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Moving Minds and Touching Lives

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posted on Aug, 23 2015 @ 08:10 PM
Letters travel ponderously upon horseback and steamships.

Missives tarry long in the mail.

In times long past and centuries forgotten, getting messages from one place unto another proved a challenge both tedious and slow. Weeks would pass between the sending and receiving of a single envelope. And just as long would trickle by before the response finally arrived.

The flowrate of information traveling round the world moved at modem-esque speeds. The limited speeds of conveyance throttled the bandwidth of those connections.

Therefore minds moved just as tediously. And thoughtstreams evolved equally slow.

Thus the evolution of intellects moved at reduced rates.

New ideas and original thoughts became commodities rare.

Therefore moving other minds became insufferable hard.

If you wanted spread an idea or effectuate social change, you needed wait months or years or decades before your idea could ever reach enough people where it could garner groundswell support. You needed endure forever before you could touch enough lives to avalanche change into being.

Now--in modern times--we have the ability to accelerate the pace of mental evolution. Because we each have access unto this amazing realm.

The Internet allows us near-instantaneous contact with practically the entire world. Whereas hundreds of years ago it would take weeks or months for one letter to reach one person, now any of us can reach thousands and thousands of people per day from the comfort of our homes.

Typing our thoughts we broadcast portions of our minds into the ether. Presenting our ideas we provide them unto the masses.

All literature, after all, is nothing more than Immortal Telepathy.

This is an incredible power and a remarkable gift, and as Peter Parker's Uncle Ben once said, "With great power comes great responsibility."

Thus as each of us has access unto that power, each of us has an inherent responsibility towards the world.

Access unto the Internet is access unto the minds of those upon it. It's an opportunity to insert your viewpoints and opinions into the collective stream of consciousness and effectuate positive change unto the world.

It's a chance to spread your energy across this pretty garden planet.

And it happens whether you realize it or not.

Spreading hate and discord, writing angry and aggressive words, sending out messages that run contrary unto higher ideals--these things are corruptive acts that negatively impact all who encounter them.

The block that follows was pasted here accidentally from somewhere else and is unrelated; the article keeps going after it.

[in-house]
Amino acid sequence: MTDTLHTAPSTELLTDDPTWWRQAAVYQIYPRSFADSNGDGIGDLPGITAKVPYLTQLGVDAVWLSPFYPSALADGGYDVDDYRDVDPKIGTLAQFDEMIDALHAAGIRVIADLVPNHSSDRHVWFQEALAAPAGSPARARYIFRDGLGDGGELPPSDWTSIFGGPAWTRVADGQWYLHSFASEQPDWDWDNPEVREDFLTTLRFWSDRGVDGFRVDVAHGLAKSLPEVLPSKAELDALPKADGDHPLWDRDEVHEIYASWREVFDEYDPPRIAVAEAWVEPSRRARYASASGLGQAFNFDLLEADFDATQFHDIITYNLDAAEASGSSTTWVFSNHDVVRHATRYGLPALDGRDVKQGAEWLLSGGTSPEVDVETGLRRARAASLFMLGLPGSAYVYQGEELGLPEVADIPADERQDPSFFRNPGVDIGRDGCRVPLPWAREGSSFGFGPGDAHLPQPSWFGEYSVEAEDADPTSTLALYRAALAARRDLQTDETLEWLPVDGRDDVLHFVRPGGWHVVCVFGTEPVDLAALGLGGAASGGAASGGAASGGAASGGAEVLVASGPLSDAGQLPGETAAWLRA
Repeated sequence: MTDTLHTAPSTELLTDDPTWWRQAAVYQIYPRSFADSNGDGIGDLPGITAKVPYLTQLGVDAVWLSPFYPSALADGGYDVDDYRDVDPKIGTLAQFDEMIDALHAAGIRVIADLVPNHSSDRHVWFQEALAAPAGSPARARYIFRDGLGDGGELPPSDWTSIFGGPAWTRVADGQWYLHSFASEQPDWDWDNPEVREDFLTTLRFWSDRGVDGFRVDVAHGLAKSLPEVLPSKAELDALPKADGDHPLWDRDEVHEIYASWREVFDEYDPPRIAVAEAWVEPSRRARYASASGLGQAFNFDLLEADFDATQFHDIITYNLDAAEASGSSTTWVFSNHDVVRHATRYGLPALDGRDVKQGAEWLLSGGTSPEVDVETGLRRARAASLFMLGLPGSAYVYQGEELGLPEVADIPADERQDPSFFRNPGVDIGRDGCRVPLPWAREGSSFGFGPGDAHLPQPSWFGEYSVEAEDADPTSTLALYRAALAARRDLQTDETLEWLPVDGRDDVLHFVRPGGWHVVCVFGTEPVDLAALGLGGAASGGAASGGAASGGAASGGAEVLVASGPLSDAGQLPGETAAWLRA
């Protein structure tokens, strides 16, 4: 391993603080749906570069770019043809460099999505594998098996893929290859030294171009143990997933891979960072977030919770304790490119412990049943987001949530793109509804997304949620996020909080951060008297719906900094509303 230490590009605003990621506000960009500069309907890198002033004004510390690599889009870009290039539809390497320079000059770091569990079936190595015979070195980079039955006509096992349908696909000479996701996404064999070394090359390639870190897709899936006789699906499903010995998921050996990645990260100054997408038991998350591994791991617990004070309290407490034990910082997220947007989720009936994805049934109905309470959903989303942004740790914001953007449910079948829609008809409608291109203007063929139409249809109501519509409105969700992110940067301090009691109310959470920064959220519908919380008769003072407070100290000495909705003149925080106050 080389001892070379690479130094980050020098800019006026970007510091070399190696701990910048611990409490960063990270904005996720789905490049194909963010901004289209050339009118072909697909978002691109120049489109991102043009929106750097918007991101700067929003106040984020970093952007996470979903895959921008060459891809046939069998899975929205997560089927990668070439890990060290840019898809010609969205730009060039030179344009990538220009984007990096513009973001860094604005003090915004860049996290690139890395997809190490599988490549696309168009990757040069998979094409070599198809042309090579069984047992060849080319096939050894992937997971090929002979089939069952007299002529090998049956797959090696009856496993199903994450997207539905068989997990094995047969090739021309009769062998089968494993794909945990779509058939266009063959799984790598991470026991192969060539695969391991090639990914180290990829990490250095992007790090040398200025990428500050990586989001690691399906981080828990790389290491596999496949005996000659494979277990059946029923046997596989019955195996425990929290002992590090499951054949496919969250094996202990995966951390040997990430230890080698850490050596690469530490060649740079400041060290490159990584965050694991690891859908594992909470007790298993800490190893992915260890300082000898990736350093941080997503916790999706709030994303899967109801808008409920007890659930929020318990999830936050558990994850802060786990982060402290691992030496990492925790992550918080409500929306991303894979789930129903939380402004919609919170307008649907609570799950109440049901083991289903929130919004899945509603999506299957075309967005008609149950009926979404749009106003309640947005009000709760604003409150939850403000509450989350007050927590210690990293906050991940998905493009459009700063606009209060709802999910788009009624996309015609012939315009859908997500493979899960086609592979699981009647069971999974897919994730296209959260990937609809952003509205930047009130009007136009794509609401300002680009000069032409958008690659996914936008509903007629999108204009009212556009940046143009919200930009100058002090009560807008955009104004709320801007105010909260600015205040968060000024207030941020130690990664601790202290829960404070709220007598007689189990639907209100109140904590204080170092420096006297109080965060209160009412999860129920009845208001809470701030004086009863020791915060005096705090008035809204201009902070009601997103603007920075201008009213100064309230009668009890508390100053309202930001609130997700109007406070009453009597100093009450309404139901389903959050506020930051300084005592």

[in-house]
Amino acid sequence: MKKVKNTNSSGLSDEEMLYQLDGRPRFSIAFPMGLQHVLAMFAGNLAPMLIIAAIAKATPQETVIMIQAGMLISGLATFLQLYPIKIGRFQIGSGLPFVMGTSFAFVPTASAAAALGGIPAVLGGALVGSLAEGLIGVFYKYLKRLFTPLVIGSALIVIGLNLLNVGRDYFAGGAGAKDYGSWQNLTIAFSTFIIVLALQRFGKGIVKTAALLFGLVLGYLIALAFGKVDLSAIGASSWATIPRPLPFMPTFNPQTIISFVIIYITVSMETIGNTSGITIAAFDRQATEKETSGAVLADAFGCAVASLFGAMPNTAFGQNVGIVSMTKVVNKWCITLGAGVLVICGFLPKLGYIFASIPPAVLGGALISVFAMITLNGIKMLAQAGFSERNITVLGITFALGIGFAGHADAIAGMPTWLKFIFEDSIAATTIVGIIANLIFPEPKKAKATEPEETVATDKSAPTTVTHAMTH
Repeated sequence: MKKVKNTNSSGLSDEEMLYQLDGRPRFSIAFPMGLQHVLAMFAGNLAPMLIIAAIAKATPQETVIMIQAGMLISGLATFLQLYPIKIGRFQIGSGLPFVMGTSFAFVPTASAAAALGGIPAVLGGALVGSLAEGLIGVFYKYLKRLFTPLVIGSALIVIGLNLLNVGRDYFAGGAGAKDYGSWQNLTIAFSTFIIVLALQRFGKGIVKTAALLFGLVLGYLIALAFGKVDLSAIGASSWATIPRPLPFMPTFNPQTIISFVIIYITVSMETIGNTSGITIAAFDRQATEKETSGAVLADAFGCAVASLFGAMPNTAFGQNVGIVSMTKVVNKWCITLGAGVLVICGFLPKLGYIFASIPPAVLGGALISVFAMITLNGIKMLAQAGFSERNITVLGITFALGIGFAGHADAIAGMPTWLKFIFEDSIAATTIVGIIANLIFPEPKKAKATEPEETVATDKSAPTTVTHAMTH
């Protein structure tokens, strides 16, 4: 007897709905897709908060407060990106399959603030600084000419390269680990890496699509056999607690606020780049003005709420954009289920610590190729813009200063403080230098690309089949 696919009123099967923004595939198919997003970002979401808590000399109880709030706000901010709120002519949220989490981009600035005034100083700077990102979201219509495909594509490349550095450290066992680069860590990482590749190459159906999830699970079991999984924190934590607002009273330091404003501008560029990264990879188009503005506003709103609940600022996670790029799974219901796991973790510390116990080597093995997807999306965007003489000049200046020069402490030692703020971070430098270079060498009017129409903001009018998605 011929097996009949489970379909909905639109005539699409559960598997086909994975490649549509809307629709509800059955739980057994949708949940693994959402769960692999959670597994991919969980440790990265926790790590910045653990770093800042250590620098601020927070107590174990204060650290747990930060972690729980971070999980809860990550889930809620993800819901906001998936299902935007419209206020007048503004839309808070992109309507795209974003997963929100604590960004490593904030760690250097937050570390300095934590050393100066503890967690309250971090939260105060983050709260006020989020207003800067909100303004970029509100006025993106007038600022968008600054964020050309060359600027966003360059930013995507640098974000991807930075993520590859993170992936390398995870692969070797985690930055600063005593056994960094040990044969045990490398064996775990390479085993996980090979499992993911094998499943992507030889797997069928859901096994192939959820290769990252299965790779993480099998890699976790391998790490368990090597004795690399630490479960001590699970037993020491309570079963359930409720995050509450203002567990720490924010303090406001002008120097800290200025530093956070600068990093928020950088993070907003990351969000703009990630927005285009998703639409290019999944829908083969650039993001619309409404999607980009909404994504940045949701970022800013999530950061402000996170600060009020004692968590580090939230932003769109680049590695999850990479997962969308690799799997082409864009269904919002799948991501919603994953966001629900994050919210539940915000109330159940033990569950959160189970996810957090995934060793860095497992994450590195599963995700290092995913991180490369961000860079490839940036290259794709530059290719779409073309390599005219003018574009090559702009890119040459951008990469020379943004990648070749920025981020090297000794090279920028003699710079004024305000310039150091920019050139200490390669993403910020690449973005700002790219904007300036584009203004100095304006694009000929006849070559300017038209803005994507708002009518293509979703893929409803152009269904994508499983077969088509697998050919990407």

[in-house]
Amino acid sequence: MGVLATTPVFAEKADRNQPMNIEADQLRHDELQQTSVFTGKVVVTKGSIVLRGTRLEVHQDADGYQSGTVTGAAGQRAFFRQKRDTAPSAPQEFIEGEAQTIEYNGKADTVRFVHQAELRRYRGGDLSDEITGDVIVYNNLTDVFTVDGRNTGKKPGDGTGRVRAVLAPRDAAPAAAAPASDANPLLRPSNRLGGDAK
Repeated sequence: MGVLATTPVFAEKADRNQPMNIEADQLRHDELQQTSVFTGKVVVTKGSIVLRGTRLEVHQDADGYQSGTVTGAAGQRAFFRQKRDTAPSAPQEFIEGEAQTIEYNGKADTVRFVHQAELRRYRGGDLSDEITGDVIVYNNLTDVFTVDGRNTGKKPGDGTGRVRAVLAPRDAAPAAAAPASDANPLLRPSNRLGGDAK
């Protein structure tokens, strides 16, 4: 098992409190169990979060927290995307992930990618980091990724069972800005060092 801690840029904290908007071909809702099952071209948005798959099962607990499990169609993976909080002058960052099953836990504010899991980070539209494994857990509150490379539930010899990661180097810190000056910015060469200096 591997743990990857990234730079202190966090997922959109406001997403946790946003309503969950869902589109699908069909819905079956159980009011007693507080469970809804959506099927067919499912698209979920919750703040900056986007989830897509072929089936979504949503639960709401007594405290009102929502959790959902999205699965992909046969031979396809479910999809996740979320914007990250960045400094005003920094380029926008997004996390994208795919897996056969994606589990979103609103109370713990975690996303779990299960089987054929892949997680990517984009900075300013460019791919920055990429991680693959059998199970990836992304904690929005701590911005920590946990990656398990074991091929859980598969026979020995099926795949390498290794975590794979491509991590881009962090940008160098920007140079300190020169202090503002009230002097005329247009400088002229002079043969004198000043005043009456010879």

By typing up cruelty and posting it online, you're literally making the day of thousands upon thousands of people worse.

And however you'd like to rationalize your participation in that endeavor, that's an objectively evil act.

We've all been guilty of it from time to time. We've all typed out things and hit "submit" only to later regret our words, our tone, our intention while writing.

But regardless the regret, we still committed an act that made our world a slightly worse place.

The Internet is powerful technology--thus those upon it should always work towards wielding it with intentions of kindness, and using it for benevolent means.

It's a double-edged sword that can enliven or kill, like a blade in possession of a saint versus that same weapon in the hands of a sinner.

Thus wield it with prudence and treat it with care, and only use it for purposes of making the world a better place.

Be cognizant of what you write online. You're not just shouting into a vacuum.

You're moving minds and touching lives.

So take this great opportunity to spread a little more positivity through the world. Go write a post or thread that spreads love and light.

And leave the trolling to monsters in video games.

Because honestly--by harassing people online, by being rude for no reason, by spreading negative messages and ideas--you're exposing your mind to the world.

So when you think you're being witty and clever and slicing apart your target, you're really saying much more about your own inner state.

And you're actually cutting down yourself.

posted on Aug, 23 2015 @ 09:01 PM
Being good should be its own reward, but I think for many of us it's not. Even though we believe in doing good morally, we sometimes feel compelled to behave immorally, and instead of sticking with only doing good, we get cajgbt in cycles of doing good and bad. We tell ourselves the good counterbalances the bad, so we don't feel as bad about it. And as we don't feel as bad about the bad, we don't feel as good about the good... And because its a habitual cycle we don't know what it would be like to only do good, because every time we do something good and then do something bad, it reduces the sense of what it is possible to feel when only doj g good. And because almost everybody in society is like that it makes it even more challenging...


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